And this little garden ornament from Grandson No 3 in such a dry part of the garden prior to the watering.

These are all special gifts that I am keeping forever along with many others.

And I thought I would take this opportunity to share with you some of the facts and fallacies surrounding Christmas as we now celebrate it.

And my son will tell you his mother is a fund of useless information and to confirm it…Did you know?

  • Decorated evergreen trees have been part of December celebrations in Europe for many centuries reminding everyone that spring is just around the corner.  The decorated Christmas tree became accepted in the UK when Queen Victoria, Prince Albert and the children were depicted in the “Illustrated London News” standing around a lavishly decorated Christmas tree.
  • Christmas was cancelled in England in the 1640s when Puritan law forbade churches to open on Christmas Day and banned home decorations, celebrations, carol singing and the creating of Nativity scenes.  December 25 was declared a day of everyday work and fasting.  The outraged populace made Christmas observances in secret until the Monarchy was restored in 1660 and King Charles II restored Christmas.
  • Clement Moore’s 1823 poem “Twas the Night Before Christmas” was the catalyst for the reinvention of St Nicholas into the jolly, fat image of Santa we now know?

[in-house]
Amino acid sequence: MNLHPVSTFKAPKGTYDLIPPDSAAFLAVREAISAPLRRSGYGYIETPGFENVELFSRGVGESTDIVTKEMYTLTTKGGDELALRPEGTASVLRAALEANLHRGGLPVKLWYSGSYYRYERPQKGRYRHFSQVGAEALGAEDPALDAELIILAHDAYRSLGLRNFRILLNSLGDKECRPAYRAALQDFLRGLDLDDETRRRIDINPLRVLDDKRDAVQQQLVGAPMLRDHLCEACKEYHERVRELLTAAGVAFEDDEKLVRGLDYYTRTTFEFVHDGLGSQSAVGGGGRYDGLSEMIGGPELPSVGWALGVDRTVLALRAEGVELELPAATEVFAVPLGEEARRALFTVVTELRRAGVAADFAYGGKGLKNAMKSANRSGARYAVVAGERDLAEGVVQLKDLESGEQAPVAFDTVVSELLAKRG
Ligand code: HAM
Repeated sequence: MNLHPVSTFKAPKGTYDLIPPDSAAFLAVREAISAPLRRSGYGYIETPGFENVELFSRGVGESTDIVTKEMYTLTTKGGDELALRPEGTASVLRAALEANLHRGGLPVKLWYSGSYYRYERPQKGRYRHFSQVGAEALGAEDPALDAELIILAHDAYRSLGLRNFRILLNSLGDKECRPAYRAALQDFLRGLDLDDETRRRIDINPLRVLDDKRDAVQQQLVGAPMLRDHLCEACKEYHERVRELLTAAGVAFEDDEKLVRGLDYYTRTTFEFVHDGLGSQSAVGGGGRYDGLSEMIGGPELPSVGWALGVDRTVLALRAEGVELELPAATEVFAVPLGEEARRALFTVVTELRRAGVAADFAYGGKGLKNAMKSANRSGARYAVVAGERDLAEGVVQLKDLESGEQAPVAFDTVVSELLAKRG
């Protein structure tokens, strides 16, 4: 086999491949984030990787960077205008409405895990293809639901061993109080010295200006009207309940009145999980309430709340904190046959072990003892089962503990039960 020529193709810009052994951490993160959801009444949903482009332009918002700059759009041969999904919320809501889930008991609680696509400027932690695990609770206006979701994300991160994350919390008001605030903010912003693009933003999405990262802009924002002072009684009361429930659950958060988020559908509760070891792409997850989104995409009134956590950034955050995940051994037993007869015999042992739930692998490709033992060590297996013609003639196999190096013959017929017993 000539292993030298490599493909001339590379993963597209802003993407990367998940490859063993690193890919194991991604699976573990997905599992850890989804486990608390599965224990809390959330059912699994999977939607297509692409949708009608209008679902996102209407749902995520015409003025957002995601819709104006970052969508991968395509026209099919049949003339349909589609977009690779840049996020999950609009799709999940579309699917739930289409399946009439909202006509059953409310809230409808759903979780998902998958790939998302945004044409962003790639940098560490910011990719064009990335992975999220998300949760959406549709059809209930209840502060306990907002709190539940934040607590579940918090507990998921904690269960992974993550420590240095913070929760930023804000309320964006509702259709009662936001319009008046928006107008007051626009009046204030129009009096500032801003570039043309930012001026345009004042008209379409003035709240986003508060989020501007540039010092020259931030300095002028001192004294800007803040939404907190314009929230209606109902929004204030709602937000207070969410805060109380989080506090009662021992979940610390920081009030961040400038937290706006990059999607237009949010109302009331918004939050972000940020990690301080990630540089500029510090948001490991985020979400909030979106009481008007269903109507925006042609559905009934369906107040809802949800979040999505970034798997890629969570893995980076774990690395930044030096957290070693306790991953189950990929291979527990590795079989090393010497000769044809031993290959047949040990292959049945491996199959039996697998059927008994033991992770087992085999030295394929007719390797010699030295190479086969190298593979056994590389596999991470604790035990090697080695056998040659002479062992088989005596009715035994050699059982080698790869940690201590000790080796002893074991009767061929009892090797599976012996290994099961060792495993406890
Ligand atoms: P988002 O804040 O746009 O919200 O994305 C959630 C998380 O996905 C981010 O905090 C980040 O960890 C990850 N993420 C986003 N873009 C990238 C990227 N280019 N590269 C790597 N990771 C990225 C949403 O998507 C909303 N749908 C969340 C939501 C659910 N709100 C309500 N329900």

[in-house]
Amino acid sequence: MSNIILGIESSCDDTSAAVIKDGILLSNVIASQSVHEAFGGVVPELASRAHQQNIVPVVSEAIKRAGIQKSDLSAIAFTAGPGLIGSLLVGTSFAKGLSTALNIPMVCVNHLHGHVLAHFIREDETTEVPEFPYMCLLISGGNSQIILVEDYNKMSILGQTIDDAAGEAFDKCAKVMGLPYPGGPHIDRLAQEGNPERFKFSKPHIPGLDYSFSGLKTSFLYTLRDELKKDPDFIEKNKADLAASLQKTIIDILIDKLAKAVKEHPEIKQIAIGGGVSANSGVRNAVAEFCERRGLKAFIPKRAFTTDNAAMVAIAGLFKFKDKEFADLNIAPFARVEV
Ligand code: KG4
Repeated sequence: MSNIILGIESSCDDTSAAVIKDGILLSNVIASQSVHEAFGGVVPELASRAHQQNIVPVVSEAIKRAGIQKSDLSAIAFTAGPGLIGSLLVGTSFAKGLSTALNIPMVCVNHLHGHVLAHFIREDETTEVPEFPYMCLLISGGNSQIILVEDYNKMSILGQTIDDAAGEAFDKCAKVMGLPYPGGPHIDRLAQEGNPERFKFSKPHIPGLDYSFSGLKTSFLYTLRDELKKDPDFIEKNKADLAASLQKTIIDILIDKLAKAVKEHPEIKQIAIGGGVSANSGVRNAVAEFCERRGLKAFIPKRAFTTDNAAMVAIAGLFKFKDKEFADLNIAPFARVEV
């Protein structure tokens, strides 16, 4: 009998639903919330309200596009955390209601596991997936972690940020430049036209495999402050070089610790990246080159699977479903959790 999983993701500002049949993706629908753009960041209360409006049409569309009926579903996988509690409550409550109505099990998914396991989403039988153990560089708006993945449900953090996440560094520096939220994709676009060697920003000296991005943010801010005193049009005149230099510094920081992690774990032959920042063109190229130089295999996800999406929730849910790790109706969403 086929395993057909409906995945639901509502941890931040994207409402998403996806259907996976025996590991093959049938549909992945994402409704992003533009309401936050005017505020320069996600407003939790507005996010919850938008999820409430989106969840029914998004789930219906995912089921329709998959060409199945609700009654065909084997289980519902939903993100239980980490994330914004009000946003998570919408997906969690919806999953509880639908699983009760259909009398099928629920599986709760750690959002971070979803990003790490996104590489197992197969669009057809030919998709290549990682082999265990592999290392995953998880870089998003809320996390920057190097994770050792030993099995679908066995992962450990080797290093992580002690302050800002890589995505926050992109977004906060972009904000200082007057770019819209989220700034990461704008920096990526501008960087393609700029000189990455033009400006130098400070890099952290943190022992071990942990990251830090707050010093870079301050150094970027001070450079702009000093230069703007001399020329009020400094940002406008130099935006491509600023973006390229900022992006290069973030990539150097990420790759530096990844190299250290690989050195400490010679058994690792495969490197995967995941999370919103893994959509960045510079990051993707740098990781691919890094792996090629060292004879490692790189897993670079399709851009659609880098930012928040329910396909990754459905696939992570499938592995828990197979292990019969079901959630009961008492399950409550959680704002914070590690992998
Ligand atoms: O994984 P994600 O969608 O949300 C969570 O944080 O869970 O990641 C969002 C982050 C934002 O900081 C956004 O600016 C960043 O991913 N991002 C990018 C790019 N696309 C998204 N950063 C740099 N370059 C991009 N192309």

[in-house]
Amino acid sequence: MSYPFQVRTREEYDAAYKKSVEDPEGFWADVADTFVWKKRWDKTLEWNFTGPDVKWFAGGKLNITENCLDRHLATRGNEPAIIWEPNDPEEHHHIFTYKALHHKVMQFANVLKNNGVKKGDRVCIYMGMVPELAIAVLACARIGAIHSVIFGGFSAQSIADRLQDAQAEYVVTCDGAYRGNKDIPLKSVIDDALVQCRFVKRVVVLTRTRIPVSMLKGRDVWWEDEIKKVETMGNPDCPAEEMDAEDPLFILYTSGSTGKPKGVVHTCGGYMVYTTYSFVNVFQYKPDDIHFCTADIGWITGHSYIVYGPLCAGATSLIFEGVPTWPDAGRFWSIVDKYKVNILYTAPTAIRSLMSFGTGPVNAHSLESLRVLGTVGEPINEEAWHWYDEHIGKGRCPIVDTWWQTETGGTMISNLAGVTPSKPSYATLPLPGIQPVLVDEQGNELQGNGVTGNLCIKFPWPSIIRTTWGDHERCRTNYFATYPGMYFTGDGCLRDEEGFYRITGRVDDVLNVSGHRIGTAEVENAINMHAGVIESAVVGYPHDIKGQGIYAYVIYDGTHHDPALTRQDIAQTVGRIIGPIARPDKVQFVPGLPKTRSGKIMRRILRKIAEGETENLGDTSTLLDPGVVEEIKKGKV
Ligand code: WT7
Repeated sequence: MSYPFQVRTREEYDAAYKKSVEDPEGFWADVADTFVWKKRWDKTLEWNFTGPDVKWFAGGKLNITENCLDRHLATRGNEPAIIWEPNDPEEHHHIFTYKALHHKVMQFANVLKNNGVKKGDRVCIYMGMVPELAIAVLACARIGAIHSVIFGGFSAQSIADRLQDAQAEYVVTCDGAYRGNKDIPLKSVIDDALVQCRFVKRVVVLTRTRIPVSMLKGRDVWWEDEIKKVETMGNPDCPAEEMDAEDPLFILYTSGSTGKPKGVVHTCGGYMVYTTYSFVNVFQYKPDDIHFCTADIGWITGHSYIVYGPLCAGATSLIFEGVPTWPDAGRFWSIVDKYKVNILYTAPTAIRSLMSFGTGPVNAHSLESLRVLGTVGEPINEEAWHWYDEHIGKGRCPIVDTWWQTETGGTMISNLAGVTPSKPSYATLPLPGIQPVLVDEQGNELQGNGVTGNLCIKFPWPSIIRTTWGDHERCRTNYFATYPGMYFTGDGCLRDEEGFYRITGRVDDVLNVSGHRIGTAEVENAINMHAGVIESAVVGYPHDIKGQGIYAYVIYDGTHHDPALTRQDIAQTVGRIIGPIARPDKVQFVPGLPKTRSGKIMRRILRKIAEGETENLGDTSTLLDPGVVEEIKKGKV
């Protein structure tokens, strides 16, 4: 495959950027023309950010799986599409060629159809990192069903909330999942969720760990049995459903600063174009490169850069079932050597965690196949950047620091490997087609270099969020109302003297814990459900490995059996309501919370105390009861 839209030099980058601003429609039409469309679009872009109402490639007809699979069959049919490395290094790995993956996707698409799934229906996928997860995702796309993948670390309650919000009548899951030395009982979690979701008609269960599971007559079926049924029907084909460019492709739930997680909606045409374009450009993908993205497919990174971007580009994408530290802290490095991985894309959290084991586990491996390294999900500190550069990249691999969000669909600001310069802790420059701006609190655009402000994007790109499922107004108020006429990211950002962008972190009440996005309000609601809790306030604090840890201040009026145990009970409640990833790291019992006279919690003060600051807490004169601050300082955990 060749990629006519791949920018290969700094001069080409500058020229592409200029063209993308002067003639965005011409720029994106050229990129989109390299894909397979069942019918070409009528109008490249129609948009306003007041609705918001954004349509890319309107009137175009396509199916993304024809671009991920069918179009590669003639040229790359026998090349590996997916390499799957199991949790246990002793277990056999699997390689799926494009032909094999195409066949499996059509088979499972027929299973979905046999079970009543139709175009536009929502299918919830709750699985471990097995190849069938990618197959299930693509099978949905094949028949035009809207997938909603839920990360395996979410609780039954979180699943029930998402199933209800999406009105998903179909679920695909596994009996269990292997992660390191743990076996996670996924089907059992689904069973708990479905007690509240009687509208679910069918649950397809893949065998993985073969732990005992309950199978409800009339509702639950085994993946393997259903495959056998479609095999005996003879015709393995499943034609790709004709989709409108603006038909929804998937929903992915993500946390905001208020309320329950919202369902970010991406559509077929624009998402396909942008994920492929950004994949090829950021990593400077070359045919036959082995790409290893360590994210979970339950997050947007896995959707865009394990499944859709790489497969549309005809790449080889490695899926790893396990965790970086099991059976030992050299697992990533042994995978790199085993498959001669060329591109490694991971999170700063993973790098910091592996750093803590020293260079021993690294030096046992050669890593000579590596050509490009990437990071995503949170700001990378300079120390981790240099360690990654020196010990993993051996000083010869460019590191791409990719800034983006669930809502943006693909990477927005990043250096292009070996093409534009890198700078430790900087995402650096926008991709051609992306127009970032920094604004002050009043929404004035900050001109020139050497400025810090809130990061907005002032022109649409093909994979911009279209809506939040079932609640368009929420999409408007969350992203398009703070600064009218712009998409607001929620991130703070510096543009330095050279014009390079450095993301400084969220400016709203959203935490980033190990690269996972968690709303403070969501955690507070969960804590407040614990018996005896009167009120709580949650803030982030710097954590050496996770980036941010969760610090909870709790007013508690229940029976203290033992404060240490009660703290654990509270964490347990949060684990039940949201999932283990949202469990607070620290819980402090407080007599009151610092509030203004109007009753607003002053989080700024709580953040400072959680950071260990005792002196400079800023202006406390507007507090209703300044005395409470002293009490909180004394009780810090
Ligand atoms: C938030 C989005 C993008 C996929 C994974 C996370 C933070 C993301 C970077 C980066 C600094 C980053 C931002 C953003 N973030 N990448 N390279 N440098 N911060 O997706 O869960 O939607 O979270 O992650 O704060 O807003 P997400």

• Also invented by Moore, Santa’s travels are invariably connected to reindeer.  In the poem they are pictured charging through a winter sky complete with strong, elaborate horns.  But in winter reindeer lose their horns so are Santa’s reindeer all female or are they castrated males?
  • Moore omitted to tell us that St Nicholas was Turkish.  He was real and was born in Patara, Turkey.  He was an early Christian and in the 4th Century he became bishop of the district of Demre where some of his bones can still be visited.  Little fact is known of him, only oral legends relating to his goodness and kindness to children.
  • Nobody knows when Jesus was born or died. For many centuries people in the northern hemisphere celebrated the winter solstice, the shortest day and the turning point in the long, often hard, cold winter.  Some 300 years after Jesus’ (guessed at) death date, Pope Julius I announced that 25th December would be the date to celebrate the birth of Jesus.  As Christianity spread around the world, this date took over the existing festivities and became “Christmas”.  The word Christmas didn’t come into being until 1032 AD.
  • Another poem, this one by Frank Baum (who wrote The Wizard of Oz) told that Santa lived in a valley called Ho Ho Ho.  American marketers quickly picked up on the poem and Ho Ho Ho became Santa brand’s catch cry.